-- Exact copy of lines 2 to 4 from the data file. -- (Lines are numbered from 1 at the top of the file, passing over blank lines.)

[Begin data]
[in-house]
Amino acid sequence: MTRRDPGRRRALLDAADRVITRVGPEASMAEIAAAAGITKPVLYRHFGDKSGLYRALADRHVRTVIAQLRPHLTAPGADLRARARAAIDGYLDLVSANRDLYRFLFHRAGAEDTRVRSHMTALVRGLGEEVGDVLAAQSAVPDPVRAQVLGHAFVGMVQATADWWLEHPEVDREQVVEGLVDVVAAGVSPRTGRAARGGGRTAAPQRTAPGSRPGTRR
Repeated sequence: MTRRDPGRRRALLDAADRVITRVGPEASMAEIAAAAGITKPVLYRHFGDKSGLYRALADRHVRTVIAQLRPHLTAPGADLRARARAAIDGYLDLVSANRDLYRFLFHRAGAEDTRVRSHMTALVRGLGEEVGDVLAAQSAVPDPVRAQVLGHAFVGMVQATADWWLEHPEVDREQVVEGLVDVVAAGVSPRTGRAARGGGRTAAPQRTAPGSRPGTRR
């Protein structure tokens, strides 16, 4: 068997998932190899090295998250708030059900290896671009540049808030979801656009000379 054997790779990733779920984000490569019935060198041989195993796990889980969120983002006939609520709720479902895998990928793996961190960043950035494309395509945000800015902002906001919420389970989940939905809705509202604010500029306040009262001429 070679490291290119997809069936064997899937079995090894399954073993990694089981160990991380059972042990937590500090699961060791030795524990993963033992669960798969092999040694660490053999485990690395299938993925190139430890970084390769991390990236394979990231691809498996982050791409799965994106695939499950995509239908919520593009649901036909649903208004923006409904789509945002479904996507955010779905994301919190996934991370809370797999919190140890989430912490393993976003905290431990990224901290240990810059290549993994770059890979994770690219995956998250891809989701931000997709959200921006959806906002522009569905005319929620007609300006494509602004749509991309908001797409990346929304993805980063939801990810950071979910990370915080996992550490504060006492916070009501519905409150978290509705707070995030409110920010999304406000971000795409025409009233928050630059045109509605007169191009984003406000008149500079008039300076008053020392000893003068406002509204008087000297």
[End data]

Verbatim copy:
Amino acid sequence: MTRRDPGRRRALLDAADRVITRVGPEASMAEIAAAAGITKPVLYRHFGDKSGLYRALADRHVRTVIAQLRPHLTAPGADLRARARAAIDGYLDLVSANRDLYRFLFHRAGAEDTRVRSHMTALVRGLGEEVGDVLAAQSAVPDPVRAQVLGHAFVGMVQATADWWLEHPEVDREQVVEGLVDVVAAGVSPRTGRAARGGGRTAAPQRTAPGSRPGTRR
Repeated sequence: MTRRDPGRRRALLDAADRVITRVGPEASMAEIAAAAGITKPVLYRHFGDKSGLYRALADRHVRTVIAQLRPHLTAPGADLRARARAAIDGYLDLVSANRDLYRFLFHRAGAEDTRVRSHMTALVRGLGEEVGDVLAAQSAVPDPVRAQVLGHAFVGMVQATADWWLEHPEVDREQVVEGLVDVVAAGVSPRTGRAARGGGRTAAPQRTAPGSRPGTRR
């Protein structure tokens, strides 16, 4: 068997998932190899090295998250708030059900290896671009540049808030979801656009000379 054997790779990733779920984000490569019935060198041989195993796990889980969120983002006939609520709720479902895998990928793996961190960043950035494309395509945000800015902002906001919420389970989940939905809705509202604010500029306040009262001429 070679490291290119997809069936064997899937079995090894399954073993990694089981160990991380059972042990937590500090699961060791030795524990993963033992669960798969092999040694660490053999485990690395299938993925190139430890970084390769991390990236394979990231691809498996982050791409799965994106695939499950995509239908919520593009649901036909649903208004923006409904789509945002479904996507955010779905994301919190996934991370809370797999919190140890989430912490393993976003905290431990990224901290240990810059290549993994770059890979994770690219995956998250891809989701931000997709959200921006959806906002522009569905005319929620007609300006494509602004749509991309908001797409990346929304993805980063939801990810950071979910990370915080996992550490504060006492916070009501519905409150978290509705707070995030409110920010999304406000971000795409025409009233928050630059045109509605007169191009984003406000008149500079008039300076008053020392000893003068406002509204008087000297």